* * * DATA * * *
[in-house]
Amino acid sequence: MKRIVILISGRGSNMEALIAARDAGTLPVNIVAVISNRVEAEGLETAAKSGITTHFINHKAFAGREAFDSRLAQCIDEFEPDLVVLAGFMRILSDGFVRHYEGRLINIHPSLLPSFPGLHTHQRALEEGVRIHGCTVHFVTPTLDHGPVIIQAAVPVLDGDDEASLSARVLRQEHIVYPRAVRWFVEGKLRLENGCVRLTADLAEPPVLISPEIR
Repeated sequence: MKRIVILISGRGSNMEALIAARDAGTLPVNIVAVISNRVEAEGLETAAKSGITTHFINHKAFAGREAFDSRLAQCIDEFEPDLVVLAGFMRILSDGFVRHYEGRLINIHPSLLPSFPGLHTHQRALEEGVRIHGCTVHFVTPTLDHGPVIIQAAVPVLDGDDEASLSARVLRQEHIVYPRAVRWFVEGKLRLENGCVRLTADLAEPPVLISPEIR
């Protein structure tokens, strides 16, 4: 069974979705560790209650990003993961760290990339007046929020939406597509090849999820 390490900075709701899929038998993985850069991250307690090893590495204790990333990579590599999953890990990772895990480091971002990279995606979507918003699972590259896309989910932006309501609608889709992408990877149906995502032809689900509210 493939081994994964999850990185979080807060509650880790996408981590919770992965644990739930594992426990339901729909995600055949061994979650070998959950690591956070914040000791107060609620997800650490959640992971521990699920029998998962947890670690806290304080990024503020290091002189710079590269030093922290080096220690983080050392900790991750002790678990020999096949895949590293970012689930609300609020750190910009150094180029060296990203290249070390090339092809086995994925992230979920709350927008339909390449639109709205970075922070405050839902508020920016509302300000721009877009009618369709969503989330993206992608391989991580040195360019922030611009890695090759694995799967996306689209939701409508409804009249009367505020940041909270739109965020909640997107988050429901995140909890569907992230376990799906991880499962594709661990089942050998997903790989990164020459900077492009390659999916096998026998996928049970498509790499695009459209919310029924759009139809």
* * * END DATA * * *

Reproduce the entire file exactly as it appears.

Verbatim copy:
[in-house]
Amino acid sequence: MKRIVILISGRGSNMEALIAARDAGTLPVNIVAVISNRVEAEGLETAAKSGITTHFINHKAFAGREAFDSRLAQCIDEFEPDLVVLAGFMRILSDGFVRHYEGRLINIHPSLLPSFPGLHTHQRALEEGVRIHGCTVHFVTPTLDHGPVIIQAAVPVLDGDDEASLSARVLRQEHIVYPRAVRWFVEGKLRLENGCVRLTADLAEPPVLISPEIR
Repeated sequence: MKRIVILISGRGSNMEALIAARDAGTLPVNIVAVISNRVEAEGLETAAKSGITTHFINHKAFAGREAFDSRLAQCIDEFEPDLVVLAGFMRILSDGFVRHYEGRLINIHPSLLPSFPGLHTHQRALEEGVRIHGCTVHFVTPTLDHGPVIIQAAVPVLDGDDEASLSARVLRQEHIVYPRAVRWFVEGKLRLENGCVRLTADLAEPPVLISPEIR
């Protein structure tokens, strides 16, 4: 069974979705560790209650990003993961760290990339007046929020939406597509090849999820 390490900075709701899929038998993985850069991250307690090893590495204790990333990579590599999953890990990772895990480091971002990279995606979507918003699972590259896309989910932006309501609608889709992408990877149906995502032809689900509210 493939081994994964999850990185979080807060509650880790996408981590919770992965644990739930594992426990339901729909995600055949061994979650070998959950690591956070914040000791107060609620997800650490959640992971521990699920029998998962947890670690806290304080990024503020290091002189710079590269030093922290080096220690983080050392900790991750002790678990020999096949895949590293970012689930609300609020750190910009150094180029060296990203290249070390090339092809086995994925992230979920709350927008339909390449639109709205970075922070405050839902508020920016509302300000721009877009009618369709969503989330993206992608391989991580040195360019922030611009890695090759694995799967996306689209939701409508409804009249009367505020940041909270739109965020909640997107988050429901995140909890569907992230376990799906991880499962594709661990089942050998997903790989990164020459900077492009390659999916096998026998996928049970498509790499695009459209919310029924759009139809």